Trending at The GRAMMYs: #techies

The Grammy’s are undoubtedly music’s biggest night of the year. Every year, the night is filled with glitz, glamor, jaw-dropping performances and numerous accolades. Most of the awards we are familiar with measure success achieved over the past twelve-month period, but there is one award that honors a company or individual whose impact extends past twelve-months, The Technical Grammy Award.

The Technical Grammy Award is determined by vote of The Academy’s Producers & Engineers Wing Advisory Council and Chapter Committees, and are ratified by The Academy’s Trustees. The Recording Academy states that the award is presented to individuals and companies who have made contributions of outstanding technical significance to the recording field.

Winners Past and Present

The Technical Grammy was first awarded in 1994 to Thomas Stockham- “The Father of Digital Recording”. He was a professor of electrical engineering at the University of Utah in 1975 when he founded Soundstream Inc., the world’s first digital recording company. His work throughout the 1960’s and ’70s revolutionized the recording industry- without his curiosity and passion for turning analog sound into a digital format, CDs and digital streaming wouldn’t exist as the normality we have today.

Other notable winners include Apple Computers, Inc., Clarence “Leo” Fender, who founded Fender Electric Instrument Manufacturing Company, or “Fender” for short. The list goes on, but all winners are innovators that started a revolution. Their technical advancements changed the way we experience music and the way the music industry operates. Music and listeners have transitioned to digital platforms and software; making music and data accessible anytime, anywhere. With the rapidly changing digital age it is vital to embrace change and innovation to simplify processes.

Technical achievement may not be glamorous like bright lights and sequins, but it will help the music we all love thrive for future generations.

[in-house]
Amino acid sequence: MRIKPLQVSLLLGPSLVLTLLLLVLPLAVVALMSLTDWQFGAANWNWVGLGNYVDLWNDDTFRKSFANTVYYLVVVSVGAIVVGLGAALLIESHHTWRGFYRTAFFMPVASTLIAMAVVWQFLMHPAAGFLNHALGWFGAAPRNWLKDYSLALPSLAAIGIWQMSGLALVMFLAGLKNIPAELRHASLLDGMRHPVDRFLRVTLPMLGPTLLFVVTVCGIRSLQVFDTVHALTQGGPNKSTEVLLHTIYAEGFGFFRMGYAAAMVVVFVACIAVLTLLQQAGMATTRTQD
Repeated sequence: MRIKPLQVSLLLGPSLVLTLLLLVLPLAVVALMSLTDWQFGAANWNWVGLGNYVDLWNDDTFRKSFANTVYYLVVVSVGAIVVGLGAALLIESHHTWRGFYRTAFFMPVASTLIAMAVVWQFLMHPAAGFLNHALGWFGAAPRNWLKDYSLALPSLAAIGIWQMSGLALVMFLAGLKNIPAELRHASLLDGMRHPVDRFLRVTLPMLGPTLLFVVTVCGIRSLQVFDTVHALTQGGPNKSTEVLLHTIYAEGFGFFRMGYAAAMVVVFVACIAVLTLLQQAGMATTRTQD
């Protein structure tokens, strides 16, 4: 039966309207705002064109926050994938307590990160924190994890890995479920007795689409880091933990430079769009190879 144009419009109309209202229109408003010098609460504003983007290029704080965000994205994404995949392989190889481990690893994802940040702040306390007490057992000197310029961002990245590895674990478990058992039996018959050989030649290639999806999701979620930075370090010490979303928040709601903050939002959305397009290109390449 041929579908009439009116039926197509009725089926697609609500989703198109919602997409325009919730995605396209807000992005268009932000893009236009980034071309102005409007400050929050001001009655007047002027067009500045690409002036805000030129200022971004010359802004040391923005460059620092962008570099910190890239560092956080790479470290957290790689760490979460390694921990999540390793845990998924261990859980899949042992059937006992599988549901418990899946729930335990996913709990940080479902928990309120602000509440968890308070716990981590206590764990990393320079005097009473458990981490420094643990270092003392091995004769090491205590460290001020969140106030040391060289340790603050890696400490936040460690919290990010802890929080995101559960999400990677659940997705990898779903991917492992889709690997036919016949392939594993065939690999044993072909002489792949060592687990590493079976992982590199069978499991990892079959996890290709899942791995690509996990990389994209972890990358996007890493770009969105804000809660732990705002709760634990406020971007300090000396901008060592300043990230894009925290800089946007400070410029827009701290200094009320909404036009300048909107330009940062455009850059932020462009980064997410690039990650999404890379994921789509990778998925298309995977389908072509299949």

Our Grammy Experience

Our CEO, Marcus Cobb, attended this year’s 10th Annual Producers and Engineers Grammy Week Celebration. Our entire team was represented among some of the most talented minds in the music industry. The celebration honored Nashville resident, Jack White of The White Stripes.

Pictures from this year’s P&E Celebration

This celebration along with the entire week, solidified the importance of our mission to enrich the lives of creatives with our tools. We want to give the entire entertainment industry superpowers that allows everyone to do more of what they love.

Our CEO, Marcus Cobb, and our Service Team Lead, Rachel Knepp, at Nielsen’s Pre-Grammy Bash at Nightingale Plaza

The Mission To Create Transparency

Recording Academy President/CEO Neil Portnow stated last year at the Grammy’s that we live in challenging times with business practices that don’t pay music creators fairly. Artists put their heart and souls into their music and give a piece of themselves to connect with their audiences, so they deserve credit and payment for their work. Common, Grammy-award winning artist, agrees that artists’ work needs to be valued and compensated for, so the future of the music industry can thrive.

According to the RIAA Global Music study, in 2014 the music industry was a $60 billion industry and 30% of that money was lost because of outdated inefficiencies and lack of transparency. The numbers continue to grow within a paper driven industry, which causes a lot of room for error and inaccurate metadata. Metadata is the information that identifies and describes music. In some cases, metadata is text; composer and musician names, recording dates, genre, and more. Most importantly, metadata is associated with payment for artistic work. If the data is incorrect, then creatives aren’t paid. Technology is the only way to remove room for error and increase transparency, so the world can see where all this lost money is going.

Technology is the Answer

The music industry is being compromised because of the lack of transparency. The only way to pull back the veil and reveal transparency is to welcome technology into antiquated business practices. At Jammber, we empower creative processes with our tools and technologies that reveal transparency. Our favorite Grammy goes to the #techies, because they are the innovators, who will help the music industry survive and thrive.

A Technical Grammy Award winner may not reach the number one spot on the Billboard charts, but they will make sure the artists on the charts receive accurate credit and faster payments for their work.

Yes, the show must go on, because we can’t let anything stop us from making our music for you.” -Neil Portnow


Jessica Abramovitz